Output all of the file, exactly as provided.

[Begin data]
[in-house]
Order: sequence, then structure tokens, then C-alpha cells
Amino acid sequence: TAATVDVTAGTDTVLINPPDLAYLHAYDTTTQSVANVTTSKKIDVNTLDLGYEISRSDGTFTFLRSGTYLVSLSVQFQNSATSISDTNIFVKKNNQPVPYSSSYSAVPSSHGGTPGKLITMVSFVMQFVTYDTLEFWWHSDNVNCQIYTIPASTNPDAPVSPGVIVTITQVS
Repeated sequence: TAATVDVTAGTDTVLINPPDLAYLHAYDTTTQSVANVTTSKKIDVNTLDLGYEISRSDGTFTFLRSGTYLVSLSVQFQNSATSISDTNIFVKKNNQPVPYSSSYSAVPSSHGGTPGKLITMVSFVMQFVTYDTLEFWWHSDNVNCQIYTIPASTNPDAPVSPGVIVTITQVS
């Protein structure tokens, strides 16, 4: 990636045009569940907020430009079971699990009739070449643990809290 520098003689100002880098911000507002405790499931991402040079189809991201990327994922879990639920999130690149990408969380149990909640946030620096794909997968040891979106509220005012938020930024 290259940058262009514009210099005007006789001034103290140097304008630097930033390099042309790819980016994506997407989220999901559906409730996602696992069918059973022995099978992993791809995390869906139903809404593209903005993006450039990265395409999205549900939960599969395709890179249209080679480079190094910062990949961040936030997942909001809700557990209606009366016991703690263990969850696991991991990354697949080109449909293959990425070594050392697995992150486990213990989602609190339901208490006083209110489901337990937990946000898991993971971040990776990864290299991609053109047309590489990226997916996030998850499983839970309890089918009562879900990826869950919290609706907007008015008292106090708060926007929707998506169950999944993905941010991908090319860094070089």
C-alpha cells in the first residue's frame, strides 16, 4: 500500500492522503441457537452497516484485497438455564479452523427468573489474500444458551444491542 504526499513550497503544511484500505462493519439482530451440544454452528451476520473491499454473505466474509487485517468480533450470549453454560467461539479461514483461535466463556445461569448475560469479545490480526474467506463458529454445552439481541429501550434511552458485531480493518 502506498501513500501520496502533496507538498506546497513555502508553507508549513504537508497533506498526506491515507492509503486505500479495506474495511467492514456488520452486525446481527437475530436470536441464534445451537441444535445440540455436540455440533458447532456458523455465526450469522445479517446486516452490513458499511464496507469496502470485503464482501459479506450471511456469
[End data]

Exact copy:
[in-house]
Order: sequence, then structure tokens, then C-alpha cells
Amino acid sequence: TAATVDVTAGTDTVLINPPDLAYLHAYDTTTQSVANVTTSKKIDVNTLDLGYEISRSDGTFTFLRSGTYLVSLSVQFQNSATSISDTNIFVKKNNQPVPYSSSYSAVPSSHGGTPGKLITMVSFVMQFVTYDTLEFWWHSDNVNCQIYTIPASTNPDAPVSPGVIVTITQVS
Repeated sequence: TAATVDVTAGTDTVLINPPDLAYLHAYDTTTQSVANVTTSKKIDVNTLDLGYEISRSDGTFTFLRSGTYLVSLSVQFQNSATSISDTNIFVKKNNQPVPYSSSYSAVPSSHGGTPGKLITMVSFVMQFVTYDTLEFWWHSDNVNCQIYTIPASTNPDAPVSPGVIVTITQVS
């Protein structure tokens, strides 16, 4: 990636045009569940907020430009079971699990009739070449643990809290 520098003689100002880098911000507002405790499931991402040079189809991201990327994922879990639920999130690149990408969380149990909640946030620096794909997968040891979106509220005012938020930024 290259940058262009514009210099005007006789001034103290140097304008630097930033390099042309790819980016994506997407989220999901559906409730996602696992069918059973022995099978992993791809995390869906139903809404593209903005993006450039990265395409999205549900939960599969395709890179249209080679480079190094910062990949961040936030997942909001809700557990209606009366016991703690263990969850696991991991990354697949080109449909293959990425070594050392697995992150486990213990989602609190339901208490006083209110489901337990937990946000898991993971971040990776990864290299991609053109047309590489990226997916996030998850499983839970309890089918009562879900990826869950919290609706907007008015008292106090708060926007929707998506169950999944993905941010991908090319860094070089």
C-alpha cells in the first residue's frame, strides 16, 4: 500500500492522503441457537452497516484485497438455564479452523427468573489474500444458551444491542 504526499513550497503544511484500505462493519439482530451440544454452528451476520473491499454473505466474509487485517468480533450470549453454560467461539479461514483461535466463556445461569448475560469479545490480526474467506463458529454445552439481541429501550434511552458485531480493518 502506498501513500501520496502533496507538498506546497513555502508553507508549513504537508497533506498526506491515507492509503486505500479495506474495511467492514456488520452486525446481527437475530436470536441464534445451537441444535445440540455436540455440533458447532456458523455465526450469522445479517446486516452490513458499511464496507469496502470485503464482501459479506450471511456469